The boys have not actually asked to host pre’s before, or even a gathering. I suspect it’s because they have what they would call the “world’s strictest parents”, and they just didn’t feel it was going to be considered, or they were too embarrassed to even have people here? Whatever the reason, it transpired that there was a party on in our neighbourhood that they were both invited to (in itself a rare event given their diverse circles of friends) and it was opportune to stop in for an hour or so for some pre-party drinks.

Now savvy Australian readers of my blog will know that to host a party and serve alcohol to under-age teenagers actually requires parental permission or the risk of a fine. You may well pass judgement on us, but we did allow our boys to host “pre’s” for a couple of hours at our home. For the record it was strictly BYO, we didn’t supply it to them. The party they were going to was also allowing them to all take in alcohol in “limited” quantities. So where would we rather they consume the alcohol? Certainly here is preferable to the local park (sound familiar)? And the advantage of hosting it was offering to supply food to the small number of attendees – there-in filling their stomachs and soaking up some of the alcohol. 🙂

The plan was naturally for Mother of a Man-Child, Father of a Man-Child and Sister of a Man-Child to make themselves extremely scarce, freeing up the family room as party central. One of the men-children not so subtly convinced me that the room needed to be de-cluttered (interpretation – can we remove all of 9-year-old Sister of a Man-Child’s artwork and toys from the room?). I explained that none of his friends would even notice it, but also agreed that we could remove it temporarily – it’s important when you’re a teenager to fit in remember. This stuff counts to some of them. His twin brother, being the exact opposite, was so laid back about the gathering he turned up 30 mins after all his friends and didn’t care where in the house they all gathered!!!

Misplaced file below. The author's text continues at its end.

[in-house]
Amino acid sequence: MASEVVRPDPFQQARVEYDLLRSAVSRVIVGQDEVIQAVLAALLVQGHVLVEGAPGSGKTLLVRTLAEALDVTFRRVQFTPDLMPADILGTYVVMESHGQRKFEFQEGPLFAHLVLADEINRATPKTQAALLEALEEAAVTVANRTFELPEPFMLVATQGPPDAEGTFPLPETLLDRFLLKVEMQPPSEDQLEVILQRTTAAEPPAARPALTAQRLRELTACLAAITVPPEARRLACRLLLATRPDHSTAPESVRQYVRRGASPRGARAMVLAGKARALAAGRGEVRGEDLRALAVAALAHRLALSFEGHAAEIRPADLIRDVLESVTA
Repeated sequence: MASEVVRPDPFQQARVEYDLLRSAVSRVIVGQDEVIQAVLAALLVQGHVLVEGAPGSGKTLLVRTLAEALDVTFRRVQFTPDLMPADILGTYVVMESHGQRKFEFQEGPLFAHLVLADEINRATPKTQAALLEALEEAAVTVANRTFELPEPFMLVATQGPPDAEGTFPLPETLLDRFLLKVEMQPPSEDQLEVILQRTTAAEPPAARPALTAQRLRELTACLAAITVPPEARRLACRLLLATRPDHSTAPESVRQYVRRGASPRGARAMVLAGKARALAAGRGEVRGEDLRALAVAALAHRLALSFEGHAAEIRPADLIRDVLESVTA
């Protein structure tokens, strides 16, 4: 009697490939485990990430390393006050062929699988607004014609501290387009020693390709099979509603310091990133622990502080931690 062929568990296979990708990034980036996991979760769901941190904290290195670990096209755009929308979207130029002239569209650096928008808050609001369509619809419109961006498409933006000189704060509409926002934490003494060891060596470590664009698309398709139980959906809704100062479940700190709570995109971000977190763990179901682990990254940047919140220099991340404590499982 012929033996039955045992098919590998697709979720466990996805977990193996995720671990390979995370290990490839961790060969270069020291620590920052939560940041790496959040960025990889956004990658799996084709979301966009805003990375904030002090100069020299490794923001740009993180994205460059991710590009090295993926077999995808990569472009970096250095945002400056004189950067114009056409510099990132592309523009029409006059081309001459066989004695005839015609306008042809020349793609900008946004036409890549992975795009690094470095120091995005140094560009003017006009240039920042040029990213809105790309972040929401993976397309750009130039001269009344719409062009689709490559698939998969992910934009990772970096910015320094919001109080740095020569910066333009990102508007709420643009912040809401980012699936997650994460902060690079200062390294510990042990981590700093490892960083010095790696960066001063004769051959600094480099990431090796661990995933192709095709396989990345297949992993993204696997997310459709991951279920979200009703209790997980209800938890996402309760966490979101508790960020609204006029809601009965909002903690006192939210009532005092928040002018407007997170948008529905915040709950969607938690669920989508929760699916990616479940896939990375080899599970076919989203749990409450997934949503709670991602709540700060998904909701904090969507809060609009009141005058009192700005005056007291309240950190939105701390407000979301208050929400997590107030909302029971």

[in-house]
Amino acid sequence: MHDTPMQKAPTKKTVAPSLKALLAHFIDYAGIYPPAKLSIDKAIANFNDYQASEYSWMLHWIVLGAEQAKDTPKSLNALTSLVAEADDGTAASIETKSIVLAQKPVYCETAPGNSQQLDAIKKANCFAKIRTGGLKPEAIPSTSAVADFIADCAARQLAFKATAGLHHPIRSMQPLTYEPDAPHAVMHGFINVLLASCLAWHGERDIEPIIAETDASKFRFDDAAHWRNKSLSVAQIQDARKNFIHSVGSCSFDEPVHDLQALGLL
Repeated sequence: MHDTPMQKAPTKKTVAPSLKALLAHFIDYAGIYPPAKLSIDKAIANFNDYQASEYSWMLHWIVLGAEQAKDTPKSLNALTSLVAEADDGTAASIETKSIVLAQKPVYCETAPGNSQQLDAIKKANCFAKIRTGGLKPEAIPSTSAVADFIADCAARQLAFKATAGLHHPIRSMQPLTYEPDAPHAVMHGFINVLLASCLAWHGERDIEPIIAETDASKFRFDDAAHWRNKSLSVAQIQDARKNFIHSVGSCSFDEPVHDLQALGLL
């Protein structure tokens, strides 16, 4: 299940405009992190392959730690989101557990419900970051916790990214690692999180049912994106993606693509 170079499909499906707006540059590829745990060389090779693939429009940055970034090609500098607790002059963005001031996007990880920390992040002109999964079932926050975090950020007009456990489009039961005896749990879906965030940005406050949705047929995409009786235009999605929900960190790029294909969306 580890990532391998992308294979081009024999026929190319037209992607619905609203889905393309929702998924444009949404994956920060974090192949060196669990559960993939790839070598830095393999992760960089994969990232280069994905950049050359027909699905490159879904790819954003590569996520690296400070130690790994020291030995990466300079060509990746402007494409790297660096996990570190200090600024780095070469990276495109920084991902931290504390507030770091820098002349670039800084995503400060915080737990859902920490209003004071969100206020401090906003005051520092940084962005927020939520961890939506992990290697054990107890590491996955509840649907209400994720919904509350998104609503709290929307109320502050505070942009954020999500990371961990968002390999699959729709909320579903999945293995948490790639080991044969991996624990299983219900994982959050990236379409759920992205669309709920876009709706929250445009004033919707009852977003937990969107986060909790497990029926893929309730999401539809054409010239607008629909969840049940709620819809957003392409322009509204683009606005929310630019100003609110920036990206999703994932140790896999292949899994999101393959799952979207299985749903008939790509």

Suffice to say the pre’s were deemed successful. They all seemed to have a great time, and weren’t phased by the occasional presence of us in the kitchen. Sister of a Man-Child was adored by the teenage girls (“she’s so cute”), and Father of a Man-Child couldn’t resist talking to the pretty fillies, dressed up in fancy dress with plenty of bare flesh on display. He seemed to win a few fans himself! I played caterer and taxi driver to ensure they all made it to the party safely. And we notched up yet another milestone with our boys.

So, did we do the wrong thing? Certainly according to the law, we did. But with boys who are now old enough to drive a car, and boys who we know drink alcohol, are we just accepting that they are growing up? I guess it’s each to his own, for both parents and kids. I know some of my friends’ kids have less active social lives than my boys. Lucky them I say – there’s no rush to be an adult. But for us, this felt okay to do, and we made a decision and used our best judgement. And that’s what being a parent is, feeling your way every day, and facing new challenges with the breaking of every dawn. Sometimes it’s nice to see dusk trust me!

For the record, we have said no before, when one asked to host “pre’s” before the Spring Carnival races one year. Not on your nelly was the reply and for very good reason!!!! Read about it here.